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Congressional Ceremony Commemorating the 50th Anniversary of the Civil Rights Act and Honoring Dr. Martin Luther King Jr.'s Family

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Location: Washington, DC

Leaders of the U.S. House and Senate held a ceremony commemorating the 50th Anniversary of the Civil Rights Act and honoring the King family with a Gold Medal Ceremony. Following are Sen. McConnell's remarks delivered during the ceremony, which took place in the U.S. Capitol Rotunda:

"America, as we know, is a land of promise and opportunity. It's a conviction that unites all of us as Americans, and it's one we repeat often.

"But for too long in this country, that wasn't the case for a large segment of our population. And for nearly a century after the end of the Civil War, millions of African Americans continued to be systematically denied the most basic of American freedoms. A cancer of intolerance and injustice was allowed to metastasize while many with the power to stop it weren't looking. Or didn't want to.

"A pastor with a booming voice and potent message helped change all that.

"Through the power of his words and the force of his example, Dr. Martin Luther King, Jr. made those who may have wanted to look away focus on what he once called "the long night of racial injustice.' He inspired a generation of young people to action. And he confronted the defenders of segregation head on -- not with violence, but with reason, argument, and an unwavering confidence in the justness of his cause.

"Dr. King knew that his role was not just to expose or to confront injustice, but to prepare the country to actually do something about it. And by the time the Civil Rights Act of 1964 passed, the country was ready -- thanks to him and the countless many who took up his cause, convinced, as he once put it, that "civilization and violence are antithetical…'

"Dr. King and his followers may have had to brave jail cells, and fire hoses, and in the case of Dr. King, pay the ultimate price.

"But the sacrifice was never in vain. Change came. Because when Dr. Martin Luther King led marches, people noticed. They listened. And Washington acted.

"Without the mighty strength of this man, convinced of the rightness of his cause, speaking truths for which he -- and those who loved him -- paid so dearly, the course of our nation's history would have been less just.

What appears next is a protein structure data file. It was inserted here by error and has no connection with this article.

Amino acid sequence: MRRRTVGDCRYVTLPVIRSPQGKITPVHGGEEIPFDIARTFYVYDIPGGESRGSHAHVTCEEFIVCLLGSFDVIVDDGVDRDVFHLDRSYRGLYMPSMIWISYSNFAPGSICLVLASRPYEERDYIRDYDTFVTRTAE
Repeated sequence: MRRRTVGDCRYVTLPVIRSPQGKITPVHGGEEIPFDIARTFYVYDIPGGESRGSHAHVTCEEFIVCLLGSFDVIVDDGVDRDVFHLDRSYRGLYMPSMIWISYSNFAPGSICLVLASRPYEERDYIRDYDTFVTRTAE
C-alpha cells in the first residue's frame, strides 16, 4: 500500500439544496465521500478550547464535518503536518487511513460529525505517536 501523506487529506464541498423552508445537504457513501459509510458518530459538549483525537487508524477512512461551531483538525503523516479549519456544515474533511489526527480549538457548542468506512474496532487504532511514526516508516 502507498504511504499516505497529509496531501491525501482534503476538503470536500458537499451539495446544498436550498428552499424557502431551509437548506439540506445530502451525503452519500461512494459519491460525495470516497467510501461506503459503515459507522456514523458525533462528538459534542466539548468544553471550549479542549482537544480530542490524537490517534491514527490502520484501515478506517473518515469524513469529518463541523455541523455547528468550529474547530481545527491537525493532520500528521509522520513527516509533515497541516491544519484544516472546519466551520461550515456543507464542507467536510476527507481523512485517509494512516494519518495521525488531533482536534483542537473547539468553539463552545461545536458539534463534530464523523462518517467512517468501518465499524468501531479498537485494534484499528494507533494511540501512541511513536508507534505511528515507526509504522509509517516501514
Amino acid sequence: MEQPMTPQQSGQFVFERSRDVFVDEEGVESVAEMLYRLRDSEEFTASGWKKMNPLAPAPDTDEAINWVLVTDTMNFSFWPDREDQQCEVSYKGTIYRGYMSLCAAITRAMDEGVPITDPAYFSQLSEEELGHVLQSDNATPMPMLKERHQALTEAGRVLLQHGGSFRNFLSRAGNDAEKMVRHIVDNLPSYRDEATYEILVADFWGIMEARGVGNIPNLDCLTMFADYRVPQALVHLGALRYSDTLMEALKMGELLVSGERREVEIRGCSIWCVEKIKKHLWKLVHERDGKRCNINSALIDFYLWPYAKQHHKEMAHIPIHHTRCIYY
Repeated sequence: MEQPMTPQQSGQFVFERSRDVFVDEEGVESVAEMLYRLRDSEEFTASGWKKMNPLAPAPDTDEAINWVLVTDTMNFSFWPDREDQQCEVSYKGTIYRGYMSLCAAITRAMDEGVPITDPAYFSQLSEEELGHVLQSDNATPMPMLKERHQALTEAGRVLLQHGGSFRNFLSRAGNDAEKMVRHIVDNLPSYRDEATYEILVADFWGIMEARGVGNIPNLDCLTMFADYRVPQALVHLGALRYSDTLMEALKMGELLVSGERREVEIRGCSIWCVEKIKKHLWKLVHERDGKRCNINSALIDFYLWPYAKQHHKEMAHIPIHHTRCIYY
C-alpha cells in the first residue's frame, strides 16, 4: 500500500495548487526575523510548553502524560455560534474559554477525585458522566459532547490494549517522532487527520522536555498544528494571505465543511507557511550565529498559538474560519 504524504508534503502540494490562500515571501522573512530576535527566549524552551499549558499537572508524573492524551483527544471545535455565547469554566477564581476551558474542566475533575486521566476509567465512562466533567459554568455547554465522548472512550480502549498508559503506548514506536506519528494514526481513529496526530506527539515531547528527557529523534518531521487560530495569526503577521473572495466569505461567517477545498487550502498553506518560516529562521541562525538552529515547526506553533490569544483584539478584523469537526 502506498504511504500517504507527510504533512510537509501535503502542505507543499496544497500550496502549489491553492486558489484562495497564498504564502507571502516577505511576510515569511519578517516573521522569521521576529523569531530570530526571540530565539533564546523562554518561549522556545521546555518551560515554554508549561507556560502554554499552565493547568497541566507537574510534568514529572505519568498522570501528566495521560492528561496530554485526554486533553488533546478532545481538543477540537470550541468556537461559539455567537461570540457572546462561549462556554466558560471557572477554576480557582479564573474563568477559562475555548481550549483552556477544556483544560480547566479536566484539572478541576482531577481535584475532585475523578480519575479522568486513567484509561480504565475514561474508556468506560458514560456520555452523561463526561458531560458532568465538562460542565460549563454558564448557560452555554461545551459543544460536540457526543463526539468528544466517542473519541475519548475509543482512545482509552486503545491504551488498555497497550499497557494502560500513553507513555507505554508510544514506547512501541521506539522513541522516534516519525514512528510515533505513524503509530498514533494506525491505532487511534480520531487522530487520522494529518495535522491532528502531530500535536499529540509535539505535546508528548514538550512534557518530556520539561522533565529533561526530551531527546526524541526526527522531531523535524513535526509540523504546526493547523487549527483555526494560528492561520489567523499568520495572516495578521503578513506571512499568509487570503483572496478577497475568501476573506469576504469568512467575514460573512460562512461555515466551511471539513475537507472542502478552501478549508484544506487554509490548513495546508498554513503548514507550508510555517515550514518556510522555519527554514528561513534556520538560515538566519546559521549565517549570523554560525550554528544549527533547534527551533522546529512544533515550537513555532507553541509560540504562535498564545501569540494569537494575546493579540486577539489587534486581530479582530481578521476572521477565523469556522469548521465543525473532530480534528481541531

"So Dr. Martin Luther King, Jr. deserves as much credit as any President or Senator for the passage of the landmark legislation we commemorate today. But it's also fitting today to recognize those others who worked so hard to make the Civil Rights Act possible. Presidents Kennedy and Johnson, and many Senators -- whose essential role in this fight is sometimes overlooked.

"Every time I walk into my office, I'm reminded of the heroic role that one of my predecessors as Senate Republican Leader, Everett Dirksen, played in this great effort -- and his famous words when the votes were secured for passage: "Stronger than all the armies,' he said, referencing Victor Hugo, "is an idea whose time has come…[And] the time has come for equality of opportunity in sharing in government, in education, and in employment. It will not be stayed or denied. It is here.'

Near that portrait of Dirksen hangs a portrait of my role model as a young man, John Sherman Cooper of Kentucky. Cooper was another Republican who worked tirelessly to overcome the aggressive effort to derail the Civil Rights Act. For months, adversaries in the segregationist camp held up the bill. But on June 10, 1964, Dirksen, Cooper, and their Republican and Democratic allies in the effort -- men like Hubert Humphrey and Mike Mansfield -- finally prevailed.

"I can still remember watching Senator Cooper round up the necessary votes. It's a powerful memory -- and it was a powerful lesson in how determined men and women can use the Senate to achieve our Founding purpose.

"At important moments in our history, the Senate has served an outsized role in leading us toward the more perfect union we all desire.

"I believe the Senate can be that place again -- and that it must if we're to stay true to the vision of the man we honor today.

"And it's true that politicians sometimes need leaders like Martin Luther King to help focus their attention first.

"So we thank you, members of the King family, for giving us this opportunity to thank Dr. King -- and you -- for that work and that legacy, and for the ideal that inspired him, which we all renew today.

"May we all continue to draw inspiration from the vision and the memory of this great man -- and from the leaders who helped translate that vision into law."


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